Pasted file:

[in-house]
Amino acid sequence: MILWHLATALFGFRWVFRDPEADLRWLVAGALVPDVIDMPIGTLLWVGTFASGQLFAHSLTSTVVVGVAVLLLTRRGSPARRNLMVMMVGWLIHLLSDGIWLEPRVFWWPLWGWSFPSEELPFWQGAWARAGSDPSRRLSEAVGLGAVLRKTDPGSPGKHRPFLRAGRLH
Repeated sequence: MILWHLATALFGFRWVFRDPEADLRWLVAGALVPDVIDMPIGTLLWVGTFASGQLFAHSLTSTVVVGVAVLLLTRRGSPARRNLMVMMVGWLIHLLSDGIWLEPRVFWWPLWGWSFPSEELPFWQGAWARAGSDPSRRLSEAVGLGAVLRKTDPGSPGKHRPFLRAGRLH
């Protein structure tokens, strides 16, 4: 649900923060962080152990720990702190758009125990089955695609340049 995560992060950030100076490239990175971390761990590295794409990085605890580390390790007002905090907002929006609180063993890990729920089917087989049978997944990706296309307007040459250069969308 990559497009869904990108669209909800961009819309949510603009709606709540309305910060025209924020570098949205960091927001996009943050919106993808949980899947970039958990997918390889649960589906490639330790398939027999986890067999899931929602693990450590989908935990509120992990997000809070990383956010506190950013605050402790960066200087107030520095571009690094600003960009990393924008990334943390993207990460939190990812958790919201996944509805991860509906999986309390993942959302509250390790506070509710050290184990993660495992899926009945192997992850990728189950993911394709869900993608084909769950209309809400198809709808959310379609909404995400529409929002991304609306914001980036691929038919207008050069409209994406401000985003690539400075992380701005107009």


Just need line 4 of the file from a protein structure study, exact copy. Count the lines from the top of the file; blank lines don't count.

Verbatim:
């Protein structure tokens, strides 16, 4: 649900923060962080152990720990702190758009125990089955695609340049 995560992060950030100076490239990175971390761990590295794409990085605890580390390790007002905090907002929006609180063993890990729920089917087989049978997944990706296309307007040459250069969308 990559497009869904990108669209909800961009819309949510603009709606709540309305910060025209924020570098949205960091927001996009943050919106993808949980899947970039958990997918390889649960589906490639330790398939027999986890067999899931929602693990450590989908935990509120992990997000809070990383956010506190950013605050402790960066200087107030520095571009690094600003960009990393924008990334943390993207990460939190990812958790919201996944509805991860509906999986309390993942959302509250390790506070509710050290184990993660495992899926009945192997992850990728189950993911394709869900993608084909769950209309809400198809709808959310379609909404995400529409929002991304609306914001980036691929038919207008050069409209994406401000985003690539400075992380701005107009």